Chapter 2 Electromechanical Behavior of Dielectric Elastomers
This chapter explores the electromechanical actuation and sensing abilities of dielectric elastomers. It begins by discussing the basic driving mechanisms behind the DE‟s unique capabilities. It then presents the constitutive relations that describe its basic behavior and discusses the different components of a DE. In order to better understand the electromechanical behavior of DEs, uniaxial actuation tests are conducted on a planar sample with constant loads applied. The experiment is compared to theoretical results. Finally, an out-of-plane sensing model is developed which equates the peak stretch in a clamped DE membrane to its capacitance.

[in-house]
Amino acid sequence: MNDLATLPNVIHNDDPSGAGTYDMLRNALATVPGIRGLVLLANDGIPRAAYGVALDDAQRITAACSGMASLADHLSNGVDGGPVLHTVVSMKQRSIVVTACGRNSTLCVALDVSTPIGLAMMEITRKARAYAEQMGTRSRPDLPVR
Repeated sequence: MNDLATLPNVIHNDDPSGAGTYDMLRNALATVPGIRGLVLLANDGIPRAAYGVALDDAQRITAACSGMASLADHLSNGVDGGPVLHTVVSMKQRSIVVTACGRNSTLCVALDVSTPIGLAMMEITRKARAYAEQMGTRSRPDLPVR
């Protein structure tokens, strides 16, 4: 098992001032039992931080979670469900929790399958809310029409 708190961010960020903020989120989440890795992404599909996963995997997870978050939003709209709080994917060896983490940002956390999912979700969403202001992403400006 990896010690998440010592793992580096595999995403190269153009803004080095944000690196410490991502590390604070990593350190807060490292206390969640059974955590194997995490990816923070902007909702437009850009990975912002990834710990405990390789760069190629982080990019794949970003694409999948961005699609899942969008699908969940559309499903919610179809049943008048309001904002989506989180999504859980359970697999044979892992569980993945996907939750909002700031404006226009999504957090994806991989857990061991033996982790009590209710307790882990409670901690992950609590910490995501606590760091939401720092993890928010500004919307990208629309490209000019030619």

Principle of Operation